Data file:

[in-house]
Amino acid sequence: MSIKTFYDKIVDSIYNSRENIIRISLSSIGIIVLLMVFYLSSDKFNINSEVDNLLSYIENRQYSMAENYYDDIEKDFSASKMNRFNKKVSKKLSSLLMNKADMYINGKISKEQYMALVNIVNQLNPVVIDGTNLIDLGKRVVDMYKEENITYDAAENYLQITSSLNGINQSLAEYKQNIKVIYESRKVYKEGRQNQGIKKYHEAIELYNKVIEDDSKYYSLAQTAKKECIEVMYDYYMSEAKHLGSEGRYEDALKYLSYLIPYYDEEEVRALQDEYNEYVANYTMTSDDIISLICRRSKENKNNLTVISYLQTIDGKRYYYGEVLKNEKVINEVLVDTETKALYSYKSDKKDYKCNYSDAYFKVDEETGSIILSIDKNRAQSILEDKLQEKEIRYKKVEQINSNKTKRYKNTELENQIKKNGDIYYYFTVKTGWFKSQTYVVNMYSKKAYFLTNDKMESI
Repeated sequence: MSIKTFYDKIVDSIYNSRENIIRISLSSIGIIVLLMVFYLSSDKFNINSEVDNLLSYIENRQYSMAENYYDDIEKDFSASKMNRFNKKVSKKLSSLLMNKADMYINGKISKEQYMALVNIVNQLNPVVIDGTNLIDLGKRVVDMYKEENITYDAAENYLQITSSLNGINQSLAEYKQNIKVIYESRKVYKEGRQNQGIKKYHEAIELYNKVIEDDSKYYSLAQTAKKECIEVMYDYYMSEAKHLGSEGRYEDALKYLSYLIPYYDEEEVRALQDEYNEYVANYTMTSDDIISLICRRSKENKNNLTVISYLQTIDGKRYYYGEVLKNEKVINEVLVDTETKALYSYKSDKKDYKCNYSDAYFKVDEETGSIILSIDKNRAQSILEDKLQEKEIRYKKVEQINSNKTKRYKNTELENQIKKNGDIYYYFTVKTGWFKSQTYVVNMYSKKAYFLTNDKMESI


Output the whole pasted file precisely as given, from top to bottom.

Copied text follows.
[in-house]
Amino acid sequence: MSIKTFYDKIVDSIYNSRENIIRISLSSIGIIVLLMVFYLSSDKFNINSEVDNLLSYIENRQYSMAENYYDDIEKDFSASKMNRFNKKVSKKLSSLLMNKADMYINGKISKEQYMALVNIVNQLNPVVIDGTNLIDLGKRVVDMYKEENITYDAAENYLQITSSLNGINQSLAEYKQNIKVIYESRKVYKEGRQNQGIKKYHEAIELYNKVIEDDSKYYSLAQTAKKECIEVMYDYYMSEAKHLGSEGRYEDALKYLSYLIPYYDEEEVRALQDEYNEYVANYTMTSDDIISLICRRSKENKNNLTVISYLQTIDGKRYYYGEVLKNEKVINEVLVDTETKALYSYKSDKKDYKCNYSDAYFKVDEETGSIILSIDKNRAQSILEDKLQEKEIRYKKVEQINSNKTKRYKNTELENQIKKNGDIYYYFTVKTGWFKSQTYVVNMYSKKAYFLTNDKMESI
Repeated sequence: MSIKTFYDKIVDSIYNSRENIIRISLSSIGIIVLLMVFYLSSDKFNINSEVDNLLSYIENRQYSMAENYYDDIEKDFSASKMNRFNKKVSKKLSSLLMNKADMYINGKISKEQYMALVNIVNQLNPVVIDGTNLIDLGKRVVDMYKEENITYDAAENYLQITSSLNGINQSLAEYKQNIKVIYESRKVYKEGRQNQGIKKYHEAIELYNKVIEDDSKYYSLAQTAKKECIEVMYDYYMSEAKHLGSEGRYEDALKYLSYLIPYYDEEEVRALQDEYNEYVANYTMTSDDIISLICRRSKENKNNLTVISYLQTIDGKRYYYGEVLKNEKVINEVLVDTETKALYSYKSDKKDYKCNYSDAYFKVDEETGSIILSIDKNRAQSILEDKLQEKEIRYKKVEQINSNKTKRYKNTELENQIKKNGDIYYYFTVKTGWFKSQTYVVNMYSKKAYFLTNDKMESI